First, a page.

What’s the most effective primitive method of preserving meat?
Do you know how early cultures preserved meat and fish by hanging thin strips on racks out in the sun and wind? Is this method effective? How do you know when food has had enough exposure time? Richard Budd Arlington, Massachusetts
Receive $50 off an eligible $100 purchase at the Outside Shop, where you’ll find a selection of brand-name products curated by our gear editors, when you sign up for Outside+ today.
Great question Richard. Meat preservation is a skill area that gets into what I call the realm of Bushcraft. These are the long-term skills of living with the land that go beyond mere survival. To answer your question, it all depends on where you live and what the humidity level is.
Where I grew up in the Great Lakes, we had to do as the pioneers did and construct a primitive smokeshack that would smoke and dry out the meat over a three-to-four day period. This was necessary because the high humidity made air-drying on an open rack next to impossible.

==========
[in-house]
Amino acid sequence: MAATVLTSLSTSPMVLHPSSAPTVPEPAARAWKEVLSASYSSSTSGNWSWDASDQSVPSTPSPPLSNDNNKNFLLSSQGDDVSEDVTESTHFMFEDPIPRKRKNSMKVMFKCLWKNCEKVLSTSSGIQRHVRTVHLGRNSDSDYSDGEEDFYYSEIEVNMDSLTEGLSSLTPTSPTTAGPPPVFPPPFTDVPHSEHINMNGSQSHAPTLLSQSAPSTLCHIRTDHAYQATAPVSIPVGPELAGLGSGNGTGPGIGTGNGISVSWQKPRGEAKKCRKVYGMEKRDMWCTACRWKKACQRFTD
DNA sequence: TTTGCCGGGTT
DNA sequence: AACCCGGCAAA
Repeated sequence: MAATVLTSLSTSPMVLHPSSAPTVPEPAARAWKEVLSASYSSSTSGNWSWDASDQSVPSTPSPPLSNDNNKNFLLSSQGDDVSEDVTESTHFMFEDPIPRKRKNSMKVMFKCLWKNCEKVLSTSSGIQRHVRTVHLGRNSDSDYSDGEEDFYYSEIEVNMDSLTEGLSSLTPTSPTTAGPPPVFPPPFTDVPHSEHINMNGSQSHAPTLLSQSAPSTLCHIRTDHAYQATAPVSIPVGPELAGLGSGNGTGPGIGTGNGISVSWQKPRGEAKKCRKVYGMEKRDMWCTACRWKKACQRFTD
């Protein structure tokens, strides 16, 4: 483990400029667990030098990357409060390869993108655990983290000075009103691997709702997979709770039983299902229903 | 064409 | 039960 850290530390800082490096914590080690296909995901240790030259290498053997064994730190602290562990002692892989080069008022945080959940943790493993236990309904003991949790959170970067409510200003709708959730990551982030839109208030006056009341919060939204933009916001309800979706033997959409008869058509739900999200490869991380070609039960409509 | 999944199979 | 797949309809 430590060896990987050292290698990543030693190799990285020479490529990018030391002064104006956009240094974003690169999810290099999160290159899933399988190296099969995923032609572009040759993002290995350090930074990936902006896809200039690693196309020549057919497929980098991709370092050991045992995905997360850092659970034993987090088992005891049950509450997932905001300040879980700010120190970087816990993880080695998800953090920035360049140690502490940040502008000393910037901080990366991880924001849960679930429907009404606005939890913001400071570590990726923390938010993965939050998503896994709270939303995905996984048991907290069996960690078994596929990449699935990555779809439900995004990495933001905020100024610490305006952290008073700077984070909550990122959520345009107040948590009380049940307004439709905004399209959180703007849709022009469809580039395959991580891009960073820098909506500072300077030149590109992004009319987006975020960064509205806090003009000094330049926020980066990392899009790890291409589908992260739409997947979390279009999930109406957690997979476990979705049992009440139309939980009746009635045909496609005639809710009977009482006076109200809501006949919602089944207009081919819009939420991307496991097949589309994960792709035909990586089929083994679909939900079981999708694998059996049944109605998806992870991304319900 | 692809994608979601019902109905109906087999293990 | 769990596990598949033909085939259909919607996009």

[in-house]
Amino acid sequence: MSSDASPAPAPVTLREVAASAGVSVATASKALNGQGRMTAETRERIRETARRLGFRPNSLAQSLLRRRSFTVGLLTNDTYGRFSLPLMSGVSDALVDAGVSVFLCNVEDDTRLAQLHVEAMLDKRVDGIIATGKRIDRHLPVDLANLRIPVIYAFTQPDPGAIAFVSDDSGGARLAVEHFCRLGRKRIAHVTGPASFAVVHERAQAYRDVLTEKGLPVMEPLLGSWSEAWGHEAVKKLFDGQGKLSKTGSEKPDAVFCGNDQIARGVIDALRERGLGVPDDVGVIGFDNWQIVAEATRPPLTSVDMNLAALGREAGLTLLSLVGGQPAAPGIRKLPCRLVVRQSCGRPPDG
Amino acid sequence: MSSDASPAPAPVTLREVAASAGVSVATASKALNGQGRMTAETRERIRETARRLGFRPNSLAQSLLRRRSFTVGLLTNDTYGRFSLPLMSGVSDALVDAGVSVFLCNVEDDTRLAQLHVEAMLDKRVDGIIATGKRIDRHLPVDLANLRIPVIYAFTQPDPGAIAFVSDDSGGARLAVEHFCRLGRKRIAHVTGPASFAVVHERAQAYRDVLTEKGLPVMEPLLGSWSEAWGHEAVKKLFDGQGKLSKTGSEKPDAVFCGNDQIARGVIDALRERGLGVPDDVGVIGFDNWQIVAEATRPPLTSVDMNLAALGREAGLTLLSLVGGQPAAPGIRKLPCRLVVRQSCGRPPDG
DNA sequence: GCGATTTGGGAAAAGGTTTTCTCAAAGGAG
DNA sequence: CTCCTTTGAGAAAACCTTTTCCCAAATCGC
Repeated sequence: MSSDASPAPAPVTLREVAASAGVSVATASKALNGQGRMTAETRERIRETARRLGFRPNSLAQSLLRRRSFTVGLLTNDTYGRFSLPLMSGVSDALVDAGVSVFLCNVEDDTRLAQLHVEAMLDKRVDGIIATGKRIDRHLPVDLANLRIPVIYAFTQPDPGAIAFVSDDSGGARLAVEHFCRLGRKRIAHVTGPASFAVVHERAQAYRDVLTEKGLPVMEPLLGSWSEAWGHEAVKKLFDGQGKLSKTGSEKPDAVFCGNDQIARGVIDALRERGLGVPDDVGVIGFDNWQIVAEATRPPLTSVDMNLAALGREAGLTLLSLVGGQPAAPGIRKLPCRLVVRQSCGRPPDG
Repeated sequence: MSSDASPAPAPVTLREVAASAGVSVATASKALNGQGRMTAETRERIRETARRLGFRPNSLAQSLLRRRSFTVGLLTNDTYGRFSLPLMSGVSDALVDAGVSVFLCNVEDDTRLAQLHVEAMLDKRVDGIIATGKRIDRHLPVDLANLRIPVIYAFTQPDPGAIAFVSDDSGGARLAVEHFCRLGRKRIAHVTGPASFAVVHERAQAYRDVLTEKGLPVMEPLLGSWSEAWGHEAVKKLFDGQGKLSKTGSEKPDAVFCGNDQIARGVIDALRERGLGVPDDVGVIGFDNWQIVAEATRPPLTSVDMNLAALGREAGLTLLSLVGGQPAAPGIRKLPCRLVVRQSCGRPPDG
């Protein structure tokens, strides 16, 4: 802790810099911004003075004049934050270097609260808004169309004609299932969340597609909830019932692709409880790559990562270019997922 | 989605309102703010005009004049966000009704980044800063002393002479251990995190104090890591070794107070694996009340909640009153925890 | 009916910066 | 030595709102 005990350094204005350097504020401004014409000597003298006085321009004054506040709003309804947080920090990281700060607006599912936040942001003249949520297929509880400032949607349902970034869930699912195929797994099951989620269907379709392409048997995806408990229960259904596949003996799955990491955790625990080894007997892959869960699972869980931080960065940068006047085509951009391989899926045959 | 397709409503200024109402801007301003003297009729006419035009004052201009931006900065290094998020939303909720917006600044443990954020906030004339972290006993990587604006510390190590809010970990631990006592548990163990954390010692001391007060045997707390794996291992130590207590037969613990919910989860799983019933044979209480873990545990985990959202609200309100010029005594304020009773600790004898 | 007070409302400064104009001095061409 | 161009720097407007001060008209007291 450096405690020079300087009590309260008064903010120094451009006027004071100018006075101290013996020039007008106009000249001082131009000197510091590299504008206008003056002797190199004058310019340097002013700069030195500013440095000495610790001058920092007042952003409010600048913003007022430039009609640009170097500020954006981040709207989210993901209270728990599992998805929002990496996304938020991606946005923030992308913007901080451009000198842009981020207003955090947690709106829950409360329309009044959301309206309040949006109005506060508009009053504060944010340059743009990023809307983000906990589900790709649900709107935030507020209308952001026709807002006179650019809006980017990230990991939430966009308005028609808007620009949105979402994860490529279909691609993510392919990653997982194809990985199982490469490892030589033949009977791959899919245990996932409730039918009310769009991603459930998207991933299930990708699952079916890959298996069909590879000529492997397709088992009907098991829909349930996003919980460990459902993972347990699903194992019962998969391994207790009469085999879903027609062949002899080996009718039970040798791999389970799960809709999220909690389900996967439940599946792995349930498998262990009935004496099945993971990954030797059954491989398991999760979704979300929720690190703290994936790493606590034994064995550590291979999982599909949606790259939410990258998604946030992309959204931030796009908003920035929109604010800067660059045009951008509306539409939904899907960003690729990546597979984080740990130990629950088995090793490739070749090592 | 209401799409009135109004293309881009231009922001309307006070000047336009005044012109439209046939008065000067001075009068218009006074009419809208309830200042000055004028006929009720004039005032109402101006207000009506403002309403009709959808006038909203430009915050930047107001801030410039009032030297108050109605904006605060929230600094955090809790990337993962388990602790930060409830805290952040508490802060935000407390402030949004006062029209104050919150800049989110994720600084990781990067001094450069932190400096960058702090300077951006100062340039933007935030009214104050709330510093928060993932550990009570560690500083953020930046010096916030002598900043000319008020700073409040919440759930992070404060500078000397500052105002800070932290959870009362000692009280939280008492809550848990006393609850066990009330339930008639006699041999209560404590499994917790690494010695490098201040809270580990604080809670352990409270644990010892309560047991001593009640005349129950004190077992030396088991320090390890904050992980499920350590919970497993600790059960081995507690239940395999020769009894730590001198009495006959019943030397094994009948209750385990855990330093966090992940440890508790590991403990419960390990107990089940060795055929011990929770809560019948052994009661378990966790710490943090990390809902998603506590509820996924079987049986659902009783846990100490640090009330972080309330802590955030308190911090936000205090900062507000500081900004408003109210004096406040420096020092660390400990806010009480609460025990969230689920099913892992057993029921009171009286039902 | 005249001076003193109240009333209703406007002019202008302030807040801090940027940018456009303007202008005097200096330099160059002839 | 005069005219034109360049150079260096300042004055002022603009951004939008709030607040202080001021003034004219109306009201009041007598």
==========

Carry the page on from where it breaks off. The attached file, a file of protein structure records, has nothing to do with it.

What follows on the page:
In the arid Southwestwhere I live nowmaking jerky is caveman simple. We cut the meat (deer, squirrel, beef from the grocery store) into 1/8″ or thinner strips, douse it with some spices or hot sauce, place it on a drying rack in the sun for somewhere between eight to 16 hours, and voila-the best jerky you’ll ever taste.
My favorite “marinade”? Soak the batch in a mix of barbecue sauce and honey before hanging it on the drying racks. If I am going all primitive, then the meat just goes on the rack minus the marinade. Fat must be trimmed off so it doesn’t later go rancid.
I once used this method with a group on a desert survival course in May and our strips of meat were dry and brittle within six hours! Making jerky is a good reminder of why you have to stay hydrated in the desert too. The test to see if your jerky is done is whether you can crisply break a piece in half.
You will find that indigenous cultures throughout the world all trim their strips of meat into 1/8″ thickness or less as this prevents flies from laying their eggs in the meat and also speeds up drying.
So, I’d say look into the archeological record for your region and see what methods were employed by the natives. It is either going to be a smokeshack of some kind, or air-drying on open racks. Practice with some cheap cuts of lean beef from the supermarket and see what works in your neck of the woods.